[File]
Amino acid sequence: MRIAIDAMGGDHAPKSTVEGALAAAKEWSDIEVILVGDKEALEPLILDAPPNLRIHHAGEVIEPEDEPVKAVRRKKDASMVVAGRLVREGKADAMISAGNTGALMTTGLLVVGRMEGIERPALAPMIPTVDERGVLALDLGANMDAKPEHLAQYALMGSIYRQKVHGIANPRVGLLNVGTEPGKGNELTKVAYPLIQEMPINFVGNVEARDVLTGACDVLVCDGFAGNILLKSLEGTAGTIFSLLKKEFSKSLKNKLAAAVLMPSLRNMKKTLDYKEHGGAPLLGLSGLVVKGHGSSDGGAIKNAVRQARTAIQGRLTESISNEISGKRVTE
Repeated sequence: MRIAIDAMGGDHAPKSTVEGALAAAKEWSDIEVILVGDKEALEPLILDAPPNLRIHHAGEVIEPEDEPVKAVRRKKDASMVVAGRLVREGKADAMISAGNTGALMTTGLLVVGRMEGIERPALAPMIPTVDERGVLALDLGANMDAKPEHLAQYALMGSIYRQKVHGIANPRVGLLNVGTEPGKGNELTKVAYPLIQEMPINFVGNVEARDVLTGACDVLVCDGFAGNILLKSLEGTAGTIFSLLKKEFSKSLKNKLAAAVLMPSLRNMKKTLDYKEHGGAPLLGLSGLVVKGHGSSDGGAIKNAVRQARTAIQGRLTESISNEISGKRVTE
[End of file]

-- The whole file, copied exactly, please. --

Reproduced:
Amino acid sequence: MRIAIDAMGGDHAPKSTVEGALAAAKEWSDIEVILVGDKEALEPLILDAPPNLRIHHAGEVIEPEDEPVKAVRRKKDASMVVAGRLVREGKADAMISAGNTGALMTTGLLVVGRMEGIERPALAPMIPTVDERGVLALDLGANMDAKPEHLAQYALMGSIYRQKVHGIANPRVGLLNVGTEPGKGNELTKVAYPLIQEMPINFVGNVEARDVLTGACDVLVCDGFAGNILLKSLEGTAGTIFSLLKKEFSKSLKNKLAAAVLMPSLRNMKKTLDYKEHGGAPLLGLSGLVVKGHGSSDGGAIKNAVRQARTAIQGRLTESISNEISGKRVTE
Repeated sequence: MRIAIDAMGGDHAPKSTVEGALAAAKEWSDIEVILVGDKEALEPLILDAPPNLRIHHAGEVIEPEDEPVKAVRRKKDASMVVAGRLVREGKADAMISAGNTGALMTTGLLVVGRMEGIERPALAPMIPTVDERGVLALDLGANMDAKPEHLAQYALMGSIYRQKVHGIANPRVGLLNVGTEPGKGNELTKVAYPLIQEMPINFVGNVEARDVLTGACDVLVCDGFAGNILLKSLEGTAGTIFSLLKKEFSKSLKNKLAAAVLMPSLRNMKKTLDYKEHGGAPLLGLSGLVVKGHGSSDGGAIKNAVRQARTAIQGRLTESISNEISGKRVTE